The CATIE Exchange

The CATIE Exchange - May 31, 2017 

Highlights in this Issue

  • Check out CATIE’s Hep C mobile
  • Help4HepBC: New peer-to-peer helpline
  • Laurie Edmiston is interviewed by OHTN regarding U=U
  • Call for proposals for the national World Hepatitis Day in Canada
  • New resource on reducing stigma and discrimination related to STBBIs

2017 CATIE Forum: Registration and Financial Assistance Program open!

Have you heard about the CATIE Forum? This two-day gathering is for those involved in HIV and hepatitis C response in Canada.  Participants can learn more about how new HIV and hepatitis C knowledge can transform our work and to share knowledge among HIV and HCV service providers. Our program-at-a-glance is now online and registration is open!

New Resources

Hep C mobile

CATIE, 2017

CATIE’s new Hep C app instantly gives you the essential prevention, testing, treatment and care information you need when serving your clients. Once downloaded, the app is accessible online or offline, meaning you always have comprehensive hepatitis C information at your fingertips. Android and iOS versions are available through the CATIE website.

News

CATIE’s Laurie Edmiston is interviewed regarding U=U, which OHTN has now endorsed

HepCinfo Update 8.10: DAAs not linked to liver cancer risk; cure gets one in four off liver transplant list; Harvoni effective in HBV/HCV co-infection

CATIE updates

MOBILISE! webinar: Scaling back the HIV epidemic among MSM by scaling up combination prevention

June 6, 2017
1 p.m ET

This webinar will provide an overview of MOBILISE!, an action research project currently underway with the aim of implementing an HIV combination prevention approach in four Canadian cities (Montreal, Toronto, Ottawa and Vancouver) over the next five years. After a short introduction to the concept of combination prevention, the community-based research, education, and mobilization strategies and tools implemented in Montreal since 2015 will be presented. We will also discuss the potential to adapt and apply these strategies to local contexts in other provinces as well as linkages to the new gay men’s health community alliance, Hooking Up.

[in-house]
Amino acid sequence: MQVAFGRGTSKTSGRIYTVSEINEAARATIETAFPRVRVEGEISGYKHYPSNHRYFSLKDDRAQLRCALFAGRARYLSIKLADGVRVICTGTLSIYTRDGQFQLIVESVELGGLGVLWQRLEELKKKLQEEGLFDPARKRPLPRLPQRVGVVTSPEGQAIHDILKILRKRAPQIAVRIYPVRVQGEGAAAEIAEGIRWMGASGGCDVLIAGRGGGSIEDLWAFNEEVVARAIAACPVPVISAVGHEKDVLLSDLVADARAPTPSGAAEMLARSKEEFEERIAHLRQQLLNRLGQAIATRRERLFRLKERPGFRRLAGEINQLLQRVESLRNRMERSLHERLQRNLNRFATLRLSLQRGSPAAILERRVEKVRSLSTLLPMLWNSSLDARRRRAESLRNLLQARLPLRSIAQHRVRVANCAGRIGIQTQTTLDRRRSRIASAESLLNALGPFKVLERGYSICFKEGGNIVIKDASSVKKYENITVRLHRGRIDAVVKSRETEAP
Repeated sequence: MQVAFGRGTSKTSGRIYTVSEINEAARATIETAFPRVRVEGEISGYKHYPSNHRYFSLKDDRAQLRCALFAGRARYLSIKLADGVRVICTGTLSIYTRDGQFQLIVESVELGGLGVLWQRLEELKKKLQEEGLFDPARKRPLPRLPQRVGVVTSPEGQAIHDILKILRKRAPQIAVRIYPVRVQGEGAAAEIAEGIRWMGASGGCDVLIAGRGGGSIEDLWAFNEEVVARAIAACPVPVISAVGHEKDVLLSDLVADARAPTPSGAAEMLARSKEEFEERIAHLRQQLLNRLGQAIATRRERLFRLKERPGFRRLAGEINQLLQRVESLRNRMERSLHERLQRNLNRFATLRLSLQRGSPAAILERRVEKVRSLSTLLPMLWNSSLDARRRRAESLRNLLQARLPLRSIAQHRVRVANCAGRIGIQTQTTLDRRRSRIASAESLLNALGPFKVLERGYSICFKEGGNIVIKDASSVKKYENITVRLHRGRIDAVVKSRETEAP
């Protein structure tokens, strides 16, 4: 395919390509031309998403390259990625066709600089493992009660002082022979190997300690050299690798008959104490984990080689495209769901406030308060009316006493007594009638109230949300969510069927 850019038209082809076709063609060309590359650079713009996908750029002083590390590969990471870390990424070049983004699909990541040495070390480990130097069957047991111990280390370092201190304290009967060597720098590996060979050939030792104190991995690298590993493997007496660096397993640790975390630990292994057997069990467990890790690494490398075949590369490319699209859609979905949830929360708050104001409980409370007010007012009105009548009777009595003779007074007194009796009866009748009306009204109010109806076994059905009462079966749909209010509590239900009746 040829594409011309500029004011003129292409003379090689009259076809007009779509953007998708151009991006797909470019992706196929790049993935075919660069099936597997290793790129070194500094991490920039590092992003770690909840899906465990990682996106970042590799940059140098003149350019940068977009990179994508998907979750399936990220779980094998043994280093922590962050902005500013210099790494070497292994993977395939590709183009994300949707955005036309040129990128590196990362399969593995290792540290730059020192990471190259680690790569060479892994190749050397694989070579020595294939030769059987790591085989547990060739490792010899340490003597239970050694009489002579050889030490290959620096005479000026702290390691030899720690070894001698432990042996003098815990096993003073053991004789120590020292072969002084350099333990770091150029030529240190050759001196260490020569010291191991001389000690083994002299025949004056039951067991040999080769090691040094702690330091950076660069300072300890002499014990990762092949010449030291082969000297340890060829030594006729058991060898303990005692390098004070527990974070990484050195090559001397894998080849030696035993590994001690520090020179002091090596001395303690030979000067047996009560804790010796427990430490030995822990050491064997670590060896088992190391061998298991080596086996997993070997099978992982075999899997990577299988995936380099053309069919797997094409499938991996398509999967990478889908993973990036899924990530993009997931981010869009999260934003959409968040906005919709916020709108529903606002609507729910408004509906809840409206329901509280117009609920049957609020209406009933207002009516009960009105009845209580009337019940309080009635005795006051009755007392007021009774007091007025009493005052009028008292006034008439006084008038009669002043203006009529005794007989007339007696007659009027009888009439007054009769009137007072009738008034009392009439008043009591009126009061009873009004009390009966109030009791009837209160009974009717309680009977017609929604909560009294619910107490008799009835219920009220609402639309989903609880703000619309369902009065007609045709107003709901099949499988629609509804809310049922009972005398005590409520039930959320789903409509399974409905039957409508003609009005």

Presenters: Thomas Haig, Coordinator for the MOBILISE! project at COCQ-SIDA; Roberto Ortiz, Executive Director of MAX; Joanne Otis, Professor in the Department of Sexuality at UQAM; and Frédérick Pronovost, Research and Development Co-Director at RÉZO.

Register here

The CATIE Blog

New blog post: 6 things you can do to show solidarity with people who use drugs and help end the opioid crisis by Alexander McClelland and Zoë Dodd

The CATIE Blog is our way of bringing more people into the conversation about HIV and hepatitis C. Check out our recent posts:

Highlights from our Partners

Canadian Positive People Network (CPPN) adopts a co-chair model with Potts as Executive Director

CPPN has agreed to adopt a co-chair model for its governance, recognizing Christian Hui and Tracey Conway to fill those positions, at least until the organization’s annual general meeting. In addition, CPPN determined three other interim appointments and Jeff Potts, who has been serving as Interim Managing Director, assumes the (currently voluntary) role of Executive Director until at least September 30.

The organization said it is “working with officials from the Public Health Agency of Canada to secure an independent five-year Contribution Agreement under the Community Action Fund.” If funding is approved, CPPN will undertake a competitive process to determine its Executive Director. It will also hold a community consultative process to determine long-term needs and priorities. Contact Jeff Potts for more information.

Canadian Society for International Health (CSIH): Call for proposals for the national World Hepatitis Day in Canada

CSIH is calling for proposals for this year’s World Hepatitis Day, with the goal of increasing awareness on Hep C testing and encourage more Canadians to get tested. This year’s theme is Know your Status, Get tested - Learn your options. Proposals can be submitted by completing the online form. The deadline for submission is June 5, 2017. If you have any questions, please contact Ecaterina Damian.